Wednesday, January 27, 2016

Happy 11th Birthday, Mark David!

In January 1998 "Mark David Gerson" became "Akhneton Yoseyva," a spiritual name that, six months later, would be made legal in an Arizona courtroom. It was a powerful transformation and one that would define my life for the next seven years. 

Then one day, as suddenly as Akhneton had entered my life, he left. A few weeks later – 11 years ago today – Mark David Gerson was reborn in that same Arizona courthouse, this time not as "Mark," but as "Mark David." 

Today, on the 11th anniversary of the legal birth of my "Mark David" persona, I share the story behind my name change, in this excerpt from 
Acts of Surrender: A Writer's Memoir.  

I was driving along California’s Pacific Coast Highway in early January 2005 when suddenly, as I had experienced with “Mark” seven-and-a-half years earlier, the name Aq'naton no longer fit. [I had changed the spelling from Akhneton to Aq'naton a few years earlier.] I swerved into the next pullout and, shaken, stared at the ocean, steel-gray on this overcast day. If I wasn’t Aq’naton, who was I? Was I David again? Mark? Neither felt right.

Over the next days, I called myself, variously, Mark, David and Aq’naton. None seemed to express who I was becoming. Perhaps, I thought sinkingly, nothing can.

“What about ‘Mark David,’” my friend Martha suggested, rapidly calculating its numerological significance.

I repeated it a few times. Mark David. Mark David. Mark David. It felt odd, an unusual compound name that seemed to stumble out of my mouth rather than trip easily off my tongue. Still, “Mark David” felt more right than a return to Mark, David or Aq'naton, so I adopted it...and once again reintroduced myself, somewhat anxiously, to the world.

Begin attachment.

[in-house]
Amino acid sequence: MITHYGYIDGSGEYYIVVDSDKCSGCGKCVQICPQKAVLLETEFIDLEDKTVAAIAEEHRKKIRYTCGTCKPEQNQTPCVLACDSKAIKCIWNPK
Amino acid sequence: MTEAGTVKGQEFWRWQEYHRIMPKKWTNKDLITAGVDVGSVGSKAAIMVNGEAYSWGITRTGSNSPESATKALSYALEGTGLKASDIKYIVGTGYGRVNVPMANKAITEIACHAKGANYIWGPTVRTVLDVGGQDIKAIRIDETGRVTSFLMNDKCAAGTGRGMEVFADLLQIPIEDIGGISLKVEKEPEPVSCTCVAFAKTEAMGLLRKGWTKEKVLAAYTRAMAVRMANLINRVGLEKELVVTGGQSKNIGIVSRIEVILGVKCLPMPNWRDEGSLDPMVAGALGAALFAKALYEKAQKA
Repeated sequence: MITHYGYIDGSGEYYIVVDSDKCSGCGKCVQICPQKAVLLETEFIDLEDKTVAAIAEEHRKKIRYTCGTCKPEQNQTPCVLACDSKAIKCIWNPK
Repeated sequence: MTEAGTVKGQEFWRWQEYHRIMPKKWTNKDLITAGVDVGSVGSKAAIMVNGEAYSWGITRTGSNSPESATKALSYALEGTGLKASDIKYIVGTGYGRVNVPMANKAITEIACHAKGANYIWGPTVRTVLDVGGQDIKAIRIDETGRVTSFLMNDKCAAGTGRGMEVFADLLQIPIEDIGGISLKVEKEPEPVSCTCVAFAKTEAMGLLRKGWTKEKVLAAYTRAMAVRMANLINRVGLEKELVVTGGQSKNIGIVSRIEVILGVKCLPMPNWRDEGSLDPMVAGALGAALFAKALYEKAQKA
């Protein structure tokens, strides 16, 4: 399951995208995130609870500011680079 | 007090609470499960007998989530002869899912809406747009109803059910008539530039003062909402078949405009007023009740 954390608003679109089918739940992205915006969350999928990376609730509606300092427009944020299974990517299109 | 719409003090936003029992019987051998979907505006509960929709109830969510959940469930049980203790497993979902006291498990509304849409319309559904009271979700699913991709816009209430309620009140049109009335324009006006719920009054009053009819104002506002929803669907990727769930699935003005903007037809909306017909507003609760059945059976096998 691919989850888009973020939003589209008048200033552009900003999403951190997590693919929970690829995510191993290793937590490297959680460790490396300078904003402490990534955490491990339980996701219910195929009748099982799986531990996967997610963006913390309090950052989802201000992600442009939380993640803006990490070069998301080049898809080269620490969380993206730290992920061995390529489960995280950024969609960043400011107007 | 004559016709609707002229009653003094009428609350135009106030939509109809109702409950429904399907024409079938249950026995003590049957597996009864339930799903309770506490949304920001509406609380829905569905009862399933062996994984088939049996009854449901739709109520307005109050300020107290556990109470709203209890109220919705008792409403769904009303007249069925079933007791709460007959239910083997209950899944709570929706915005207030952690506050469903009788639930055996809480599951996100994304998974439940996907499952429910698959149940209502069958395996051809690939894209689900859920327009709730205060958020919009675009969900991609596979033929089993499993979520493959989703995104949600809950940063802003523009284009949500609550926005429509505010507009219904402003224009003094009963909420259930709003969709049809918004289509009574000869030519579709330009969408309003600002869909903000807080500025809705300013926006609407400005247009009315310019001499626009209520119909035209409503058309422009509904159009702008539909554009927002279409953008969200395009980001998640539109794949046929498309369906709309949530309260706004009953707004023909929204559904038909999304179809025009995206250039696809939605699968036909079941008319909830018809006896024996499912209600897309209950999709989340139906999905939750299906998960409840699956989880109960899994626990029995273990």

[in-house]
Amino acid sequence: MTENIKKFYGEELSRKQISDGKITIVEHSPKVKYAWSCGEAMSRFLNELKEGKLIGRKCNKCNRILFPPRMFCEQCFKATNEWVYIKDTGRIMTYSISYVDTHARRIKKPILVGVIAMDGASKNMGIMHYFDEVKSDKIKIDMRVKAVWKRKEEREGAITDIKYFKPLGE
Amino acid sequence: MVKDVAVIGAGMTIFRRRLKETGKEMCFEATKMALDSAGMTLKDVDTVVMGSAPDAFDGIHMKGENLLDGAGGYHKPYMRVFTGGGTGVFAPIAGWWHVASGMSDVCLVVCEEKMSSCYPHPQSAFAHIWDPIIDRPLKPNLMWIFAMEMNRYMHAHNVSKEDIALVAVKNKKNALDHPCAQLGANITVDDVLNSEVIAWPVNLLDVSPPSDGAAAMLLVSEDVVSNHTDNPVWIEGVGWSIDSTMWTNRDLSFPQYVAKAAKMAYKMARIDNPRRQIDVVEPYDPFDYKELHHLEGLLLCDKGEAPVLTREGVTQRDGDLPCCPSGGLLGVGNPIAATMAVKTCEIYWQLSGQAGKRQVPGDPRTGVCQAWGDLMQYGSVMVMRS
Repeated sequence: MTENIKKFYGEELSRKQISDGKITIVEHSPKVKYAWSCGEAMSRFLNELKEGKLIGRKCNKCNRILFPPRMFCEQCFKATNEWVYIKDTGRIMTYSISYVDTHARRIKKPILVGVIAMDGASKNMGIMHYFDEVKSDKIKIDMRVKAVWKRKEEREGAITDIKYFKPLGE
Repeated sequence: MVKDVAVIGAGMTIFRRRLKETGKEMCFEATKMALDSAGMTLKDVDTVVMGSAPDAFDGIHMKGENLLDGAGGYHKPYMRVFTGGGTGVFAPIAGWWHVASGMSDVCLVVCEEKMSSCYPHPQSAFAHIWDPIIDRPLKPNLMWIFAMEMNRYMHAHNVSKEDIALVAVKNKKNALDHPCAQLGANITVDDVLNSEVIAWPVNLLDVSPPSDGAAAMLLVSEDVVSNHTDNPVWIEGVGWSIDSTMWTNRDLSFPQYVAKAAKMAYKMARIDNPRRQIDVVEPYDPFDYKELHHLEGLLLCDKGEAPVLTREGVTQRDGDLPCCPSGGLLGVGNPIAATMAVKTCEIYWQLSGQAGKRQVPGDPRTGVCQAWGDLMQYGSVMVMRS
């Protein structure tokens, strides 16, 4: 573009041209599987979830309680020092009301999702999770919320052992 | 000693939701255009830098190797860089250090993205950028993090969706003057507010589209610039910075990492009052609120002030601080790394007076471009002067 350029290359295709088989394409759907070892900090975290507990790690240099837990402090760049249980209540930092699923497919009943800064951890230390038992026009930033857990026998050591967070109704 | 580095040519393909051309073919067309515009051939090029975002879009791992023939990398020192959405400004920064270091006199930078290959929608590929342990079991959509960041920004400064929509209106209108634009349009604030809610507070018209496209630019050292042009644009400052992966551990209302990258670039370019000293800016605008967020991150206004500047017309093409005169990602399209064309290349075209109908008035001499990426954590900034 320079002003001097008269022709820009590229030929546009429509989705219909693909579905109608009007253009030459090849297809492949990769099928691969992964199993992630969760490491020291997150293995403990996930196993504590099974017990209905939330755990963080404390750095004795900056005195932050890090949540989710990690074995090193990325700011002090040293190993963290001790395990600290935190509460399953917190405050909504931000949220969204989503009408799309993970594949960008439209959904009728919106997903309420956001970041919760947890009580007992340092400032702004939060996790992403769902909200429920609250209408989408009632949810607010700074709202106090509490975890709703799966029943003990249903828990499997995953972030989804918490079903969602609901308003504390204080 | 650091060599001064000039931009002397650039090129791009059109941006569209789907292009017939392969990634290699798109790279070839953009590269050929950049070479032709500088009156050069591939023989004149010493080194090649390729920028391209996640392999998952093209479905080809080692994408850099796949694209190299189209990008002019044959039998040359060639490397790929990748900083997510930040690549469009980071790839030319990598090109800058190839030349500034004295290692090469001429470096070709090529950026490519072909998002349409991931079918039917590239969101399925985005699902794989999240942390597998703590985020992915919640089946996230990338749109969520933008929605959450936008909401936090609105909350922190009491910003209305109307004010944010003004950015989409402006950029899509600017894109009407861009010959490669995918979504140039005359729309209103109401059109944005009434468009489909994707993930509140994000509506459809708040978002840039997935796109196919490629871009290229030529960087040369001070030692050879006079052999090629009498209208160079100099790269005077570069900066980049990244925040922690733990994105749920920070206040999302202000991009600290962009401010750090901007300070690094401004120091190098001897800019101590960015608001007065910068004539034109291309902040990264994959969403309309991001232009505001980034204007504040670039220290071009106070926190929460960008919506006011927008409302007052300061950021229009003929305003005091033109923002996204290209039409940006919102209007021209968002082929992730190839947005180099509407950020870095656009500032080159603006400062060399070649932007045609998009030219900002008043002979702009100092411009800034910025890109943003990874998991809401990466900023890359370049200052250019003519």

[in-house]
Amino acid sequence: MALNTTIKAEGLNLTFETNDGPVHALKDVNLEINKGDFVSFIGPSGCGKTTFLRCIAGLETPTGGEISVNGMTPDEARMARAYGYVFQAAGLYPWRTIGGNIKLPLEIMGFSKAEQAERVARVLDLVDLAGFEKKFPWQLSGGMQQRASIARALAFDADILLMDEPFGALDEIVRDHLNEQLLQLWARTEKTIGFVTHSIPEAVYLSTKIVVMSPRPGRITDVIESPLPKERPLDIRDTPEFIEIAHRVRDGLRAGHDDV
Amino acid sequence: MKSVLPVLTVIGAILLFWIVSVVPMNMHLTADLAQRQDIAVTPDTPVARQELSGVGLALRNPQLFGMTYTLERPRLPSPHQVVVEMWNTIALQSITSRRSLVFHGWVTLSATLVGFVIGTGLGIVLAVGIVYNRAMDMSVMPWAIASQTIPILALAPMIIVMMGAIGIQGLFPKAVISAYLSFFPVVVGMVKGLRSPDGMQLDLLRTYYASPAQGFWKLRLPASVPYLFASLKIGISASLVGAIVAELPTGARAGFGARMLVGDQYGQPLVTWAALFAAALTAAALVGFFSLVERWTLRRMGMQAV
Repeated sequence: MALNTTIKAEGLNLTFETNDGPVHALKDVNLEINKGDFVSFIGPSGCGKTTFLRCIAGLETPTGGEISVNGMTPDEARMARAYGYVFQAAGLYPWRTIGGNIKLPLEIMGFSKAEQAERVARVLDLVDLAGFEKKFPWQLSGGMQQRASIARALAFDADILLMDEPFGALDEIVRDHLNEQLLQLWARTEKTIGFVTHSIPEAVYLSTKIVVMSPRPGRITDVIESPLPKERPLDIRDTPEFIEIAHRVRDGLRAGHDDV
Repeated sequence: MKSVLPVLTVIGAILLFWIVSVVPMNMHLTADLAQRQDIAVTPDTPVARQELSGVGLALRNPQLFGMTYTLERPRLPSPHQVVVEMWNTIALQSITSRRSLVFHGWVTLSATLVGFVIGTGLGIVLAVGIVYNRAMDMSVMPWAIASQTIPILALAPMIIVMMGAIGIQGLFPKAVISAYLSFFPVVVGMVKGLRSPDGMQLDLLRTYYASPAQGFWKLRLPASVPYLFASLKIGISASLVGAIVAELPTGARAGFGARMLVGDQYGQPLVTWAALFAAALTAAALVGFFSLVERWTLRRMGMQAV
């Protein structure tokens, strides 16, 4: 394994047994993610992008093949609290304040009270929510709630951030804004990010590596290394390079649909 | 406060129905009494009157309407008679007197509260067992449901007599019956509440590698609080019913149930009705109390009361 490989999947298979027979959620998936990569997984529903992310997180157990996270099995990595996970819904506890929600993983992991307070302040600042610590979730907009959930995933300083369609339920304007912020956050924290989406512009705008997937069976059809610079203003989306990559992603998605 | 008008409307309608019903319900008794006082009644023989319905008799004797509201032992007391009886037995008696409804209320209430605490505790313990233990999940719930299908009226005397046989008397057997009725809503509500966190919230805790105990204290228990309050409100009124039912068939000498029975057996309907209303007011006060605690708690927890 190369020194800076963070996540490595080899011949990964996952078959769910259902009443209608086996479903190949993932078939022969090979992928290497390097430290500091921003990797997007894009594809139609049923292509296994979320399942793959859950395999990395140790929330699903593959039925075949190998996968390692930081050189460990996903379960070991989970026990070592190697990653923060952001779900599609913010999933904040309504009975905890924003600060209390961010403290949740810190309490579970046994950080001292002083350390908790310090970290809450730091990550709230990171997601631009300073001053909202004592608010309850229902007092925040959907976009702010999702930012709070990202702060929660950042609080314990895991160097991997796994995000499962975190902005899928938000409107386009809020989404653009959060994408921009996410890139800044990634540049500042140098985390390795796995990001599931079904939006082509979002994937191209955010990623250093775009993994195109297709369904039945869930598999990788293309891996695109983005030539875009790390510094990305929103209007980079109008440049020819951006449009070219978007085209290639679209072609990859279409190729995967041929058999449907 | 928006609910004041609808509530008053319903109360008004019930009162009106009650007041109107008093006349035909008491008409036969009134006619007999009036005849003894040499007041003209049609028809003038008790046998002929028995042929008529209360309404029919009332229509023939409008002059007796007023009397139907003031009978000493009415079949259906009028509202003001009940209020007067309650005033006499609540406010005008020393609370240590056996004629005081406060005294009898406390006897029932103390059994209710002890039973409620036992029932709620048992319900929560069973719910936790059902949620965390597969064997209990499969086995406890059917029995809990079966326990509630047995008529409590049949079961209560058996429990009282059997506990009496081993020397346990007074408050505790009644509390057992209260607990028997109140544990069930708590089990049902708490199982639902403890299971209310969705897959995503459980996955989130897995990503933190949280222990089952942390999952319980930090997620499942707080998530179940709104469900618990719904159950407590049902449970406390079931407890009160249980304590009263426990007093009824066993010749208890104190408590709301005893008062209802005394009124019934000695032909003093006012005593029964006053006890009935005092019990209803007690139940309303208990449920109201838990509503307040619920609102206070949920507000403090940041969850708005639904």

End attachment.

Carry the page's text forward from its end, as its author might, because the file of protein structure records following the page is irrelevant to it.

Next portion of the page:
A few days later, I drove back to the Camp Verde courthouse, to the scene of that first legal name change. In Arizona at the time, name-changes did not require legal notices in a newspaper. They involved a summary hearing before a judge. The first time, in 1998, my court appearance took place a few weeks after I handed in the paperwork, in a session filled with uncontested divorces and other quick-gavel decisions. This time, I was only passing through Sedona with no plans to stay beyond the next few days.

“I’ll be traveling,” I told the clerk when she offered possible court dates weeks out. “Are there no other options?”

“Hang on a sec,” she said, and disappeared into a back room. Five minutes later she reemerged. “Can you be back here in two hours?”

I nodded.

She grinned. “I found a judge who will give you a private hearing.”

Three hours later I was in Division Six of the Superior Court of Arizona. “Why are you changing your name?” the judge asked.

I told him Aq’naton had been a pen name and that I now wanted all my affairs back in my birth name. It was the simplest piece of a larger truth.

He scribbled something on his pad.

“Are you changing your name to avoid debts or to hide from creditors?”

“No, sir.”

He scribbled something else on his pad, signed the name-change order and passed it to the clerk. She stamped it.

It was 11:11 on January 27, 2005. Six years and eight months to the day after Akhneton Yoseyva had been legally created in this same building, he ceased to exist. Mark David Gerson had been reborn.

© Mark David Gerson